A lawn maintenance crew races to attack piles of leaves, their early morning shift scheduled, the weather, not.
My balance lurches, unsteady as I am these days with my belly-centric walk.
The fey, Southern wind, unseasonably warm, wraps itself around everything.
Some storms are not easily diminished by time or distance.
Valleys, soft comforting arms, aren’t always shelter enough.
Some storms reach, touch, tangle us all.

The Time-Space Continuum

There will come a time, they say, when my child will not want to talk to me incessantly.
“Momma, I’ve got an S T 15 4 hundred telescope!”
A time of ignoring, of being out, of closed room doors and worrying about how he’s doing.
“Look, Momma, I’m at 128 steps on my foot thermometer!”
“Your pedometer, Darling.”
“Yah, my footomometer! 136!”
I will wonder what to do with my spare time. And my spare space. And my spare quiet. They say.
“Momma, how much points do I have now in the game? Do I have more than you? How much more than you do I have now, Mummy?”
Someday, I will not be touched at random times and in random places. My body will no longer be public property, nor my sleeve a place for unclean faces to cuddle.
“Momma, for your birthday, I’m going to buy you something special. Something of your very own, that you will really like. It starts with a T. But you’ll never guess! It’ll be a 15 5 hundred, at least! A tuh, tuh, tuh T!”
I will sleep more than one night in a row uninterrupted. People will knock on the bathroom door, and then go away when they discover that someone is on the other side. I will blow-dry my hair from start to finish with nary a shouted conversation during.
“Look Momma, I unlocked the bathroom door with my own thumbnail! Oh, clever me!”
Dinnertime will include conversations, not negotiations. Even, should I dare to dream so brazenly, with only one person speaking at a time.
“1288! One two eighty-eight steps from breakfast to this lightpost!”
There will come, they say, a time when I will miss this. I will. Whether it will be as much as I miss that fantastical time now, oh, I don’t know.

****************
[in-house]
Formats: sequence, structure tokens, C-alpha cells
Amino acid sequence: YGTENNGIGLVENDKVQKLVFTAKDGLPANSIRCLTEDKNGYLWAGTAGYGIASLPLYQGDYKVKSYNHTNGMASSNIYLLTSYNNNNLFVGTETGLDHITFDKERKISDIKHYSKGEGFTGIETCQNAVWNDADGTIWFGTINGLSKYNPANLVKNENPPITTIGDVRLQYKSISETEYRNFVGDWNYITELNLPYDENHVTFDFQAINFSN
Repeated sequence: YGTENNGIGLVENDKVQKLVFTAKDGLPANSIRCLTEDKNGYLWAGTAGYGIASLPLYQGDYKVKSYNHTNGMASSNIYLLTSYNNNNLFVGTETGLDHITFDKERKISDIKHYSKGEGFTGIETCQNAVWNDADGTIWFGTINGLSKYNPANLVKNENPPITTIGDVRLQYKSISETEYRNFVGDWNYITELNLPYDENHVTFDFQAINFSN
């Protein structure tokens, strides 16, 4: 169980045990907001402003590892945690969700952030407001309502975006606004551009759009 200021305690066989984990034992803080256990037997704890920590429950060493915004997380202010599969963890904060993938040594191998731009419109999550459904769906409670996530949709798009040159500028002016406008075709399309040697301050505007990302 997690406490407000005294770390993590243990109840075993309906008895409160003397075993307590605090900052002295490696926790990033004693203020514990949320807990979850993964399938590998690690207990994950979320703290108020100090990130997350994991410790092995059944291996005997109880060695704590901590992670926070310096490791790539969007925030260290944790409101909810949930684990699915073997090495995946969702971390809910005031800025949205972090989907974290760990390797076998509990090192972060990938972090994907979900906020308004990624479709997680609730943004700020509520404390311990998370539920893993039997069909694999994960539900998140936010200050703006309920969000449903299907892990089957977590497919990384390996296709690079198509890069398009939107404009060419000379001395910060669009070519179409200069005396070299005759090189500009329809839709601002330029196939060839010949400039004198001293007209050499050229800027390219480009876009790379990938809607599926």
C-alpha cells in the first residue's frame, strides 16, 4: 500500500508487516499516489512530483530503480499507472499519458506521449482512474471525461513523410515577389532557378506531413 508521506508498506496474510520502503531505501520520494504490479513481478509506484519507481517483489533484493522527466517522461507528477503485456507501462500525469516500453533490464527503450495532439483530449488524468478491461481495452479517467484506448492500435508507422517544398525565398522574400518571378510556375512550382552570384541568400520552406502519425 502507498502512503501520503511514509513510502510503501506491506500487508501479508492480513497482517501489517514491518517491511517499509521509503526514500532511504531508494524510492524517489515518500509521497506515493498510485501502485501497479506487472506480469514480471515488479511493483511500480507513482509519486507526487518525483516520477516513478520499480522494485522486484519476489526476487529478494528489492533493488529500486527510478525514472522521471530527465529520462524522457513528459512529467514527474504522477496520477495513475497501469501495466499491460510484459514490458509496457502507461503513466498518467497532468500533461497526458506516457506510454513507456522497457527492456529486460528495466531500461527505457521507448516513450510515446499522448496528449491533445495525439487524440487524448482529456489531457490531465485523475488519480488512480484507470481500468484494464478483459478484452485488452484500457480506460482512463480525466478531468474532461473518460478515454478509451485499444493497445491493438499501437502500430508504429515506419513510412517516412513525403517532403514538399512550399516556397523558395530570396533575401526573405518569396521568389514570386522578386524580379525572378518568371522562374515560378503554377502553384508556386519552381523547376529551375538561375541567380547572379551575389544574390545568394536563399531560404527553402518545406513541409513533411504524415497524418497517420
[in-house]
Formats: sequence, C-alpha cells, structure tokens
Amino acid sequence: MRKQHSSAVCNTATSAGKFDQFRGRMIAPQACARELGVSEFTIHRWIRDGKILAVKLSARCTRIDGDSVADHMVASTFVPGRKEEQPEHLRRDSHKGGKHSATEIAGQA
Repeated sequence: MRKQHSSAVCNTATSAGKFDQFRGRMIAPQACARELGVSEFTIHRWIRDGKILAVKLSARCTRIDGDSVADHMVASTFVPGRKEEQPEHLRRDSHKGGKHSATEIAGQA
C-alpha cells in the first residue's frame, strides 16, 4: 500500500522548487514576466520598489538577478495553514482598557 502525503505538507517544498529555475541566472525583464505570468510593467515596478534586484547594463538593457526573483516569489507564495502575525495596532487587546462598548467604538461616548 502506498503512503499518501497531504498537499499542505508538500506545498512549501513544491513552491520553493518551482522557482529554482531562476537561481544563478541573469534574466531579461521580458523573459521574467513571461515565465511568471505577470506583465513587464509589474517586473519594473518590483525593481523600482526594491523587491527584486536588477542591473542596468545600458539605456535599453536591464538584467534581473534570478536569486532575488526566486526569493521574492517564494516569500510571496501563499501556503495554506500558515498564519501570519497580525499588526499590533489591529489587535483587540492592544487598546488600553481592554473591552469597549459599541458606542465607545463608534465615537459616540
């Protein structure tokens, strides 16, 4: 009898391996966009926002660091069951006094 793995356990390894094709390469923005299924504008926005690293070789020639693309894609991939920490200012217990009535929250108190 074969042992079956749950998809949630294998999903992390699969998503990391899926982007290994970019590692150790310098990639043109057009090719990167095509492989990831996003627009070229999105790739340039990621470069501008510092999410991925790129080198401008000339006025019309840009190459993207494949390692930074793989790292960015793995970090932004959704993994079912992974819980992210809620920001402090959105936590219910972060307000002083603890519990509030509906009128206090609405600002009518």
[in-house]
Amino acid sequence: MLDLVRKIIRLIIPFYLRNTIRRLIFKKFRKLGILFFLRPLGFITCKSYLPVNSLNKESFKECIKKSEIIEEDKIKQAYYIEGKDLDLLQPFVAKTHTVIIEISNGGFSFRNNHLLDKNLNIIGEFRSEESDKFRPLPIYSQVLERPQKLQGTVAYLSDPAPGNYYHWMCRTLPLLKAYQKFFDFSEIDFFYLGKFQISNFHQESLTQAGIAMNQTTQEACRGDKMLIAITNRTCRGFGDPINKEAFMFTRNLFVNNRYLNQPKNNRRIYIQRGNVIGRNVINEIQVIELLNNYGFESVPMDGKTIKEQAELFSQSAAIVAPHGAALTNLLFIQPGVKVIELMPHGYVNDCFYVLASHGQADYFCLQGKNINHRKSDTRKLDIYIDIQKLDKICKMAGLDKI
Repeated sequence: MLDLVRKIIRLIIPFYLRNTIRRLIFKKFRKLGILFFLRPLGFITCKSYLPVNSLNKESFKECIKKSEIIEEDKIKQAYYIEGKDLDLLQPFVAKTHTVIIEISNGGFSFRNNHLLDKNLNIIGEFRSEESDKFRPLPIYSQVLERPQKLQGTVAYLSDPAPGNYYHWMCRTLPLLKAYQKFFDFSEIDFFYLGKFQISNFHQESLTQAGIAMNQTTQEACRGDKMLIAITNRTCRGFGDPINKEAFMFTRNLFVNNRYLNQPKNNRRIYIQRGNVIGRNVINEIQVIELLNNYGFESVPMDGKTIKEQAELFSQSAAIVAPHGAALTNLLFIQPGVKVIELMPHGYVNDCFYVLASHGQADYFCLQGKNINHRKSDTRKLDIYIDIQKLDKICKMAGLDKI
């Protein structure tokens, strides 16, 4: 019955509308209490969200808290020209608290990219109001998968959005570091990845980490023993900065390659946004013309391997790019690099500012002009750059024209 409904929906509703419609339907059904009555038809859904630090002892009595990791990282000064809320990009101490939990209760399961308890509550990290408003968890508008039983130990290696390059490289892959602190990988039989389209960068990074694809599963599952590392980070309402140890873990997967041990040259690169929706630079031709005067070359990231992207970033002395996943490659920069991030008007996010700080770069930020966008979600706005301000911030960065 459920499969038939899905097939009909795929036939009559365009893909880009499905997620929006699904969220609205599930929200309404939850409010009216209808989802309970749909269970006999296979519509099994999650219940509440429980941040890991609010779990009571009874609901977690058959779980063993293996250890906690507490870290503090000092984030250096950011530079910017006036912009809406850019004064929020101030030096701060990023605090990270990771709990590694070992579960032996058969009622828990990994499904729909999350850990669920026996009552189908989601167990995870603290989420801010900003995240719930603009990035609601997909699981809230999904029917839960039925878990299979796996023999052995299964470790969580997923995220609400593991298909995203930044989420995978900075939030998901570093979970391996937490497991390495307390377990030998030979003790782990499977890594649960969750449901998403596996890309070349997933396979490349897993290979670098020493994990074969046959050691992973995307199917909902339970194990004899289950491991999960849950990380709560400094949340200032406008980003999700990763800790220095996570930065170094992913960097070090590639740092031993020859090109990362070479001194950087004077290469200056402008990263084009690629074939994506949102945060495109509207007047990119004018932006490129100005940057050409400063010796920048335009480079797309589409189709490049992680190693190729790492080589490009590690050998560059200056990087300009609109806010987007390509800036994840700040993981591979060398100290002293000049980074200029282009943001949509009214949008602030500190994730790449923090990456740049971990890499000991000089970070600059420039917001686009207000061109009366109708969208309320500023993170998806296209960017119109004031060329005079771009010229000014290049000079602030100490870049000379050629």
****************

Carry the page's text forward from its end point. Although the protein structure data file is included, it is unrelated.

“Momma, did you know? Did you know that chocolate is moo-licious? Did you know that sand is really little tiny rocks? Did you know that one of the constellations is a hunter, with a bow? Did you know that? And, when I become an inventor, I’m going to invent a car that can fly, and runs on air, and never gets dented. And I’m going to biuld you a robot that will cook you dinner. And, did you
know, that, that, that rocketships can shoot missiles? And that ped is like the French word for foot, but it’s actually another language. And, I’m at, I’m at. Hold on, let me check. I’m at 14 hundred steps! 14 hundred! 14 hundred steps to daycare!”
For now, I cherish my solo walk to work, filtering in only the noises of traffic, of birds, of feet crunching. My chatter-free fifteen minutes. I soak in the sun warming my legs, the freedom to walk at my own pace. I am grateful, every single time during elevator chit-chat, when I don’t need to reply.
Someday, silence will stretch. It won’t be measured, allotted, stolen. I will remember all of this fondly.
I will delight, at a further someday, at charming moments just like these, which will come in defined doses, at reasonable hours of the day. When children will not feel like an endless bombardment, when there will be rest in between the waves.
There will come a time.